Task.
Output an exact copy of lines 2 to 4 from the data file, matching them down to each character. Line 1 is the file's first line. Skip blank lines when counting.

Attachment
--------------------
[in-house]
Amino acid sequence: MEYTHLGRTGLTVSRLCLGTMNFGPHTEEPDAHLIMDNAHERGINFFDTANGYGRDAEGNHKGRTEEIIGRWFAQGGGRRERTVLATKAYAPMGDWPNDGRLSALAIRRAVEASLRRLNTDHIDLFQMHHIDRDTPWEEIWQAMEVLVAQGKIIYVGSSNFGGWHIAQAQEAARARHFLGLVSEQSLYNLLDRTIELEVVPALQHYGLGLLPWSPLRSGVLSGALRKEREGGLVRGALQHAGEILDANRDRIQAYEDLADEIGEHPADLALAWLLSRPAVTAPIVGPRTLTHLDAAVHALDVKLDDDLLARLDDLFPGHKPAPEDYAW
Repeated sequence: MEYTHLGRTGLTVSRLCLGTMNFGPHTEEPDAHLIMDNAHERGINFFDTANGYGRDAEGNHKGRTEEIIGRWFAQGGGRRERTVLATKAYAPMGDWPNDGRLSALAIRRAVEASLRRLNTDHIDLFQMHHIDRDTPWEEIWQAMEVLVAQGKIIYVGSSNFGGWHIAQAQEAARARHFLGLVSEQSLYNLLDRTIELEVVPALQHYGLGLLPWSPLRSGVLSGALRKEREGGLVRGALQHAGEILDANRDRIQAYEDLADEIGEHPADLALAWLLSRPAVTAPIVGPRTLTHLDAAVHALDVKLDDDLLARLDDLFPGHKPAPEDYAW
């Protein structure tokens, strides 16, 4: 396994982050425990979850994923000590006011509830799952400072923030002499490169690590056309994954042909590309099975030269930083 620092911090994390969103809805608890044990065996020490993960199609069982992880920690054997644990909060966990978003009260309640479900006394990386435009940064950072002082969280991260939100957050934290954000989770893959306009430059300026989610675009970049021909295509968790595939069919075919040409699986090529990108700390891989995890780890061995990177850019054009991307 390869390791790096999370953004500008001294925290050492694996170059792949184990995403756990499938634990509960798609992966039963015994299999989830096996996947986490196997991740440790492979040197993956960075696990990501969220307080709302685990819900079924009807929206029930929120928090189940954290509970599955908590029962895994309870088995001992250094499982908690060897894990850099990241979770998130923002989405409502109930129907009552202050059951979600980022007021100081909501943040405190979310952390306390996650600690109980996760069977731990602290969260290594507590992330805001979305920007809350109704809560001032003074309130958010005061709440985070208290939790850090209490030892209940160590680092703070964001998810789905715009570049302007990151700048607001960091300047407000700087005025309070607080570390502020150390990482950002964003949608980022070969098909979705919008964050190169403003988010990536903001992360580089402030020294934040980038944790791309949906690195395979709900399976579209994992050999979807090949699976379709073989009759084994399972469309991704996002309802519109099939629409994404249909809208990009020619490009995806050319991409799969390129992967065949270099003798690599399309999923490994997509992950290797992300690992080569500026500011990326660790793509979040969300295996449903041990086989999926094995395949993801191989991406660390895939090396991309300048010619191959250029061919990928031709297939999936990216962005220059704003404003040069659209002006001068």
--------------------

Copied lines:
Amino acid sequence: MEYTHLGRTGLTVSRLCLGTMNFGPHTEEPDAHLIMDNAHERGINFFDTANGYGRDAEGNHKGRTEEIIGRWFAQGGGRRERTVLATKAYAPMGDWPNDGRLSALAIRRAVEASLRRLNTDHIDLFQMHHIDRDTPWEEIWQAMEVLVAQGKIIYVGSSNFGGWHIAQAQEAARARHFLGLVSEQSLYNLLDRTIELEVVPALQHYGLGLLPWSPLRSGVLSGALRKEREGGLVRGALQHAGEILDANRDRIQAYEDLADEIGEHPADLALAWLLSRPAVTAPIVGPRTLTHLDAAVHALDVKLDDDLLARLDDLFPGHKPAPEDYAW
Repeated sequence: MEYTHLGRTGLTVSRLCLGTMNFGPHTEEPDAHLIMDNAHERGINFFDTANGYGRDAEGNHKGRTEEIIGRWFAQGGGRRERTVLATKAYAPMGDWPNDGRLSALAIRRAVEASLRRLNTDHIDLFQMHHIDRDTPWEEIWQAMEVLVAQGKIIYVGSSNFGGWHIAQAQEAARARHFLGLVSEQSLYNLLDRTIELEVVPALQHYGLGLLPWSPLRSGVLSGALRKEREGGLVRGALQHAGEILDANRDRIQAYEDLADEIGEHPADLALAWLLSRPAVTAPIVGPRTLTHLDAAVHALDVKLDDDLLARLDDLFPGHKPAPEDYAW
């Protein structure tokens, strides 16, 4: 396994982050425990979850994923000590006011509830799952400072923030002499490169690590056309994954042909590309099975030269930083 620092911090994390969103809805608890044990065996020490993960199609069982992880920690054997644990909060966990978003009260309640479900006394990386435009940064950072002082969280991260939100957050934290954000989770893959306009430059300026989610675009970049021909295509968790595939069919075919040409699986090529990108700390891989995890780890061995990177850019054009991307 390869390791790096999370953004500008001294925290050492694996170059792949184990995403756990499938634990509960798609992966039963015994299999989830096996996947986490196997991740440790492979040197993956960075696990990501969220307080709302685990819900079924009807929206029930929120928090189940954290509970599955908590029962895994309870088995001992250094499982908690060897894990850099990241979770998130923002989405409502109930129907009552202050059951979600980022007021100081909501943040405190979310952390306390996650600690109980996760069977731990602290969260290594507590992330805001979305920007809350109704809560001032003074309130958010005061709440985070208290939790850090209490030892209940160590680092703070964001998810789905715009570049302007990151700048607001960091300047407000700087005025309070607080570390502020150390990482950002964003949608980022070969098909979705919008964050190169403003988010990536903001992360580089402030020294934040980038944790791309949906690195395979709900399976579209994992050999979807090949699976379709073989009759084994399972469309991704996002309802519109099939629409994404249909809208990009020619490009995806050319991409799969390129992967065949270099003798690599399309999923490994997509992950290797992300690992080569500026500011990326660790793509979040969300295996449903041990086989999926094995395949993801191989991406660390895939090396991309300048010619191959250029061919990928031709297939999936990216962005220059704003404003040069659209002006001068």